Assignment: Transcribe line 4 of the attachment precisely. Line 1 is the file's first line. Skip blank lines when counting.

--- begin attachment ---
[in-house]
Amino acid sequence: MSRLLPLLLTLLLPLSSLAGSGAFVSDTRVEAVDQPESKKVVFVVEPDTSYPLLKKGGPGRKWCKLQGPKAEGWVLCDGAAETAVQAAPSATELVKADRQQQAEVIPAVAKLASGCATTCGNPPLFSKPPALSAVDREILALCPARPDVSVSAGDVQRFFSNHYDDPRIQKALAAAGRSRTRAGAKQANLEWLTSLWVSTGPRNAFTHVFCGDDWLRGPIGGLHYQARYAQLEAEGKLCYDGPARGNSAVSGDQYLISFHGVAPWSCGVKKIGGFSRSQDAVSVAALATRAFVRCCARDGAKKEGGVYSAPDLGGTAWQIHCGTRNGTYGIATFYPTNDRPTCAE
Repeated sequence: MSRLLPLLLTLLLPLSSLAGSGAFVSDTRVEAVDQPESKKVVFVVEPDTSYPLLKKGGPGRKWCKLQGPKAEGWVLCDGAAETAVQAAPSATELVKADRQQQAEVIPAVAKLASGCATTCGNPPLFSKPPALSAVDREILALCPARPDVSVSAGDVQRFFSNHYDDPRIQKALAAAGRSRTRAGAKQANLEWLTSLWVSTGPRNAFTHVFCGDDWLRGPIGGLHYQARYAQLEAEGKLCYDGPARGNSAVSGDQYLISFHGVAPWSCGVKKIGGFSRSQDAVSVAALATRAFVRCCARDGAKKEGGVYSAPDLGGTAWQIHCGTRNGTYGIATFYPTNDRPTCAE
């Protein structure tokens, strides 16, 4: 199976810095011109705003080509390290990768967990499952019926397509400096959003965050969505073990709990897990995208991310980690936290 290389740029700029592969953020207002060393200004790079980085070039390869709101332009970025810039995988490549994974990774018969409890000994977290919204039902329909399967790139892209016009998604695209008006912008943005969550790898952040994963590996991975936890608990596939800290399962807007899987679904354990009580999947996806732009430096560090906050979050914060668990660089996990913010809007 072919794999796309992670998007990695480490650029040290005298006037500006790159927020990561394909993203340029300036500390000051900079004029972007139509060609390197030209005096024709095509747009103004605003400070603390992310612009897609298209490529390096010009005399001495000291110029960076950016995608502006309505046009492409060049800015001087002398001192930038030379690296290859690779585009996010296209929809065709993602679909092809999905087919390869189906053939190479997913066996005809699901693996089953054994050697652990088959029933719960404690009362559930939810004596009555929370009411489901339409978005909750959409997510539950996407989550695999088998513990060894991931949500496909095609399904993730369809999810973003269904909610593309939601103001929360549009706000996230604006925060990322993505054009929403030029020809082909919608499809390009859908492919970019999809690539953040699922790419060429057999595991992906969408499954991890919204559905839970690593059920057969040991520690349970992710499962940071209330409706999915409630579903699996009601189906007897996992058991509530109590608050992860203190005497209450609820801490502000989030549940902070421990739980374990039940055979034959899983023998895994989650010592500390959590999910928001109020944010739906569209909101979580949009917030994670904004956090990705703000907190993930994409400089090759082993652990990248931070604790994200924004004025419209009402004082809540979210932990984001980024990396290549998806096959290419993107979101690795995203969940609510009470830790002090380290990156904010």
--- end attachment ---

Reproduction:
């Protein structure tokens, strides 16, 4: 199976810095011109705003080509390290990768967990499952019926397509400096959003965050969505073990709990897990995208991310980690936290 290389740029700029592969953020207002060393200004790079980085070039390869709101332009970025810039995988490549994974990774018969409890000994977290919204039902329909399967790139892209016009998604695209008006912008943005969550790898952040994963590996991975936890608990596939800290399962807007899987679904354990009580999947996806732009430096560090906050979050914060668990660089996990913010809007 072919794999796309992670998007990695480490650029040290005298006037500006790159927020990561394909993203340029300036500390000051900079004029972007139509060609390197030209005096024709095509747009103004605003400070603390992310612009897609298209490529390096010009005399001495000291110029960076950016995608502006309505046009492409060049800015001087002398001192930038030379690296290859690779585009996010296209929809065709993602679909092809999905087919390869189906053939190479997913066996005809699901693996089953054994050697652990088959029933719960404690009362559930939810004596009555929370009411489901339409978005909750959409997510539950996407989550695999088998513990060894991931949500496909095609399904993730369809999810973003269904909610593309939601103001929360549009706000996230604006925060990322993505054009929403030029020809082909919608499809390009859908492919970019999809690539953040699922790419060429057999595991992906969408499954991890919204559905839970690593059920057969040991520690349970992710499962940071209330409706999915409630579903699996009601189906007897996992058991509530109590608050992860203190005497209450609820801490502000989030549940902070421990739980374990039940055979034959899983023998895994989650010592500390959590999910928001109020944010739906569209909101979580949009917030994670904004956090990705703000907190993930994409400089090759082993652990990248931070604790994200924004004025419209009402004082809540979210932990984001980024990396290549998806096959290419993107979101690795995203969940609510009470830790002090380290990156904010």